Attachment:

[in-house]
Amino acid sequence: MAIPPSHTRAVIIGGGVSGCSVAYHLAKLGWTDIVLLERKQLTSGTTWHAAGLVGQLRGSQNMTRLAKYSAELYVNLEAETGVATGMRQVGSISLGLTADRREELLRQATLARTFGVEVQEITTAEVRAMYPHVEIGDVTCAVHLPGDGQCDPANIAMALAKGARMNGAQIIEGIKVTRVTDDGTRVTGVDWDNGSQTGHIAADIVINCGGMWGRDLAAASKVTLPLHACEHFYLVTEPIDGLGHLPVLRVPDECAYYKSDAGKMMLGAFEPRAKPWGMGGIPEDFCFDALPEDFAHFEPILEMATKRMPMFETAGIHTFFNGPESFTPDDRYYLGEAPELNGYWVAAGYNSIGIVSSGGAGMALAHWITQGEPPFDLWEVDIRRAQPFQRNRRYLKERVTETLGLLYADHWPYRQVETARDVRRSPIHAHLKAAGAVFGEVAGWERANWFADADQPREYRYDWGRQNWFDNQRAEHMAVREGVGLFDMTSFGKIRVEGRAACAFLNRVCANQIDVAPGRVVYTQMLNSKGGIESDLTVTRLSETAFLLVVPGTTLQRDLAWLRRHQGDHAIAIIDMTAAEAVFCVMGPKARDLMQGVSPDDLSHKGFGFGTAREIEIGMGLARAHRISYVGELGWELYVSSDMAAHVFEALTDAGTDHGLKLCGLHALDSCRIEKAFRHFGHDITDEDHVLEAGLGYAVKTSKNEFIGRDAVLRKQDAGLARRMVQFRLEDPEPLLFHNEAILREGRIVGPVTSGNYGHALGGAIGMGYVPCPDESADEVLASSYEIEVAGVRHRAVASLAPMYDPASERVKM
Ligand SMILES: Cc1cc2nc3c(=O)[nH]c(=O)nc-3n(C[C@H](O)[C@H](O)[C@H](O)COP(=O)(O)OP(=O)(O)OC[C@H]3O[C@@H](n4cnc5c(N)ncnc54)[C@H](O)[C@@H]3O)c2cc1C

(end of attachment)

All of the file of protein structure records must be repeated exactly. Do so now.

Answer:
[in-house]
Amino acid sequence: MAIPPSHTRAVIIGGGVSGCSVAYHLAKLGWTDIVLLERKQLTSGTTWHAAGLVGQLRGSQNMTRLAKYSAELYVNLEAETGVATGMRQVGSISLGLTADRREELLRQATLARTFGVEVQEITTAEVRAMYPHVEIGDVTCAVHLPGDGQCDPANIAMALAKGARMNGAQIIEGIKVTRVTDDGTRVTGVDWDNGSQTGHIAADIVINCGGMWGRDLAAASKVTLPLHACEHFYLVTEPIDGLGHLPVLRVPDECAYYKSDAGKMMLGAFEPRAKPWGMGGIPEDFCFDALPEDFAHFEPILEMATKRMPMFETAGIHTFFNGPESFTPDDRYYLGEAPELNGYWVAAGYNSIGIVSSGGAGMALAHWITQGEPPFDLWEVDIRRAQPFQRNRRYLKERVTETLGLLYADHWPYRQVETARDVRRSPIHAHLKAAGAVFGEVAGWERANWFADADQPREYRYDWGRQNWFDNQRAEHMAVREGVGLFDMTSFGKIRVEGRAACAFLNRVCANQIDVAPGRVVYTQMLNSKGGIESDLTVTRLSETAFLLVVPGTTLQRDLAWLRRHQGDHAIAIIDMTAAEAVFCVMGPKARDLMQGVSPDDLSHKGFGFGTAREIEIGMGLARAHRISYVGELGWELYVSSDMAAHVFEALTDAGTDHGLKLCGLHALDSCRIEKAFRHFGHDITDEDHVLEAGLGYAVKTSKNEFIGRDAVLRKQDAGLARRMVQFRLEDPEPLLFHNEAILREGRIVGPVTSGNYGHALGGAIGMGYVPCPDESADEVLASSYEIEVAGVRHRAVASLAPMYDPASERVKM
Ligand SMILES: Cc1cc2nc3c(=O)[nH]c(=O)nc-3n(C[C@H](O)[C@H](O)[C@H](O)COP(=O)(O)OP(=O)(O)OC[C@H]3O[C@@H](n4cnc5c(N)ncnc54)[C@H](O)[C@@H]3O)c2cc1C